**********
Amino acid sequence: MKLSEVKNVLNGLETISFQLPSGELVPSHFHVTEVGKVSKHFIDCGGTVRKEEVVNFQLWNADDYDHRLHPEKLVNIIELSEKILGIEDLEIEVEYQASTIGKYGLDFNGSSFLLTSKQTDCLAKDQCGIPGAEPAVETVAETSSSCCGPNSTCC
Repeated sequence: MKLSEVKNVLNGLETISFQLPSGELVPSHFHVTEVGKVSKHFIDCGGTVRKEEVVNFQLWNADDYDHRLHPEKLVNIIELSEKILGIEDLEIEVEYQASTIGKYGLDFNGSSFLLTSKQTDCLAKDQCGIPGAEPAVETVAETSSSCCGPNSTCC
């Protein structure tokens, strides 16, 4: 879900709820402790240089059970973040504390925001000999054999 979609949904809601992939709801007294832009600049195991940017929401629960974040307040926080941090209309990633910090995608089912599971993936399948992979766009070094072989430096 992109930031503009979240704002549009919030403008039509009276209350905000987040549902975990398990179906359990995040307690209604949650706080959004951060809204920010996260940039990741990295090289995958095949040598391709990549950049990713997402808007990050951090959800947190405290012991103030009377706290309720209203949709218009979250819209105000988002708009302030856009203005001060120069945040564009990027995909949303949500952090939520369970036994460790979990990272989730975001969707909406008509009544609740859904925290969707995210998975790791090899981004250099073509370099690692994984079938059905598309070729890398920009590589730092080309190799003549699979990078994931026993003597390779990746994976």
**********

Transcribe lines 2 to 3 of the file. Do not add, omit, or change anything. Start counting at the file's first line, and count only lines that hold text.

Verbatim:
Repeated sequence: MKLSEVKNVLNGLETISFQLPSGELVPSHFHVTEVGKVSKHFIDCGGTVRKEEVVNFQLWNADDYDHRLHPEKLVNIIELSEKILGIEDLEIEVEYQASTIGKYGLDFNGSSFLLTSKQTDCLAKDQCGIPGAEPAVETVAETSSSCCGPNSTCC
């Protein structure tokens, strides 16, 4: 879900709820402790240089059970973040504390925001000999054999 979609949904809601992939709801007294832009600049195991940017929401629960974040307040926080941090209309990633910090995608089912599971993936399948992979766009070094072989430096 992109930031503009979240704002549009919030403008039509009276209350905000987040549902975990398990179906359990995040307690209604949650706080959004951060809204920010996260940039990741990295090289995958095949040598391709990549950049990713997402808007990050951090959800947190405290012991103030009377706290309720209203949709218009979250819209105000988002708009302030856009203005001060120069945040564009990027995909949303949500952090939520369970036994460790979990990272989730975001969707909406008509009544609740859904925290969707995210998975790791090899981004250099073509370099690692994984079938059905598309070729890398920009590589730092080309190799003549699979990078994931026993003597390779990746994976």